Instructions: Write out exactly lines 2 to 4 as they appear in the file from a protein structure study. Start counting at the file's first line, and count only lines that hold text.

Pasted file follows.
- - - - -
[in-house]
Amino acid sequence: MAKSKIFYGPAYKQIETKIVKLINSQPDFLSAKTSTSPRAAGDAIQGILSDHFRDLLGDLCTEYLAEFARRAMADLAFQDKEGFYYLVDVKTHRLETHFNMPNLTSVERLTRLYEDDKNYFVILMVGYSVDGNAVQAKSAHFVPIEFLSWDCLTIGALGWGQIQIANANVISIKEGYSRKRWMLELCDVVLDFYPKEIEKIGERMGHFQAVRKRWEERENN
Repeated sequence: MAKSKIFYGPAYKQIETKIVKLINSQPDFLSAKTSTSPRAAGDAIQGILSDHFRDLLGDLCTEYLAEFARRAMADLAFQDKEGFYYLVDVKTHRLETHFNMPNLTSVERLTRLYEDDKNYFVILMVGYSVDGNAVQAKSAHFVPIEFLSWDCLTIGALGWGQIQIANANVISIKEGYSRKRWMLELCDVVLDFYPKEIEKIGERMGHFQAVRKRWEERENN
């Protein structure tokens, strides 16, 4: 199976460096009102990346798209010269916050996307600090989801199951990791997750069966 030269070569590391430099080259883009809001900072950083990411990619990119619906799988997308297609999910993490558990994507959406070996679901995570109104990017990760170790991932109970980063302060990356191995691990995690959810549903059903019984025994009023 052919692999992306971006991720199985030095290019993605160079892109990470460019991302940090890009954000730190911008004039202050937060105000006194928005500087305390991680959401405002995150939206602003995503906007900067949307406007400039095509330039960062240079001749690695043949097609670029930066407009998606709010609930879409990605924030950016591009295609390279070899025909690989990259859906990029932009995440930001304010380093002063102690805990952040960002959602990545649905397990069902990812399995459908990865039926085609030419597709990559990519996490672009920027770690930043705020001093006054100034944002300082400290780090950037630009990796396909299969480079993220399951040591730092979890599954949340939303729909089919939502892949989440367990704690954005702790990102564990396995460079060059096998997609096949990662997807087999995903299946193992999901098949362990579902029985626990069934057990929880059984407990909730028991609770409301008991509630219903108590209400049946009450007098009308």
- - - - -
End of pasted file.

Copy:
Amino acid sequence: MAKSKIFYGPAYKQIETKIVKLINSQPDFLSAKTSTSPRAAGDAIQGILSDHFRDLLGDLCTEYLAEFARRAMADLAFQDKEGFYYLVDVKTHRLETHFNMPNLTSVERLTRLYEDDKNYFVILMVGYSVDGNAVQAKSAHFVPIEFLSWDCLTIGALGWGQIQIANANVISIKEGYSRKRWMLELCDVVLDFYPKEIEKIGERMGHFQAVRKRWEERENN
Repeated sequence: MAKSKIFYGPAYKQIETKIVKLINSQPDFLSAKTSTSPRAAGDAIQGILSDHFRDLLGDLCTEYLAEFARRAMADLAFQDKEGFYYLVDVKTHRLETHFNMPNLTSVERLTRLYEDDKNYFVILMVGYSVDGNAVQAKSAHFVPIEFLSWDCLTIGALGWGQIQIANANVISIKEGYSRKRWMLELCDVVLDFYPKEIEKIGERMGHFQAVRKRWEERENN
């Protein structure tokens, strides 16, 4: 199976460096009102990346798209010269916050996307600090989801199951990791997750069966 030269070569590391430099080259883009809001900072950083990411990619990119619906799988997308297609999910993490558990994507959406070996679901995570109104990017990760170790991932109970980063302060990356191995691990995690959810549903059903019984025994009023 052919692999992306971006991720199985030095290019993605160079892109990470460019991302940090890009954000730190911008004039202050937060105000006194928005500087305390991680959401405002995150939206602003995503906007900067949307406007400039095509330039960062240079001749690695043949097609670029930066407009998606709010609930879409990605924030950016591009295609390279070899025909690989990259859906990029932009995440930001304010380093002063102690805990952040960002959602990545649905397990069902990812399995459908990865039926085609030419597709990559990519996490672009920027770690930043705020001093006054100034944002300082400290780090950037630009990796396909299969480079993220399951040591730092979890599954949340939303729909089919939502892949989440367990704690954005702790990102564990396995460079060059096998997609096949990662997807087999995903299946193992999901098949362990579902029985626990069934057990929880059984407990909730028991609770409301008991509630219903108590209400049946009450007098009308």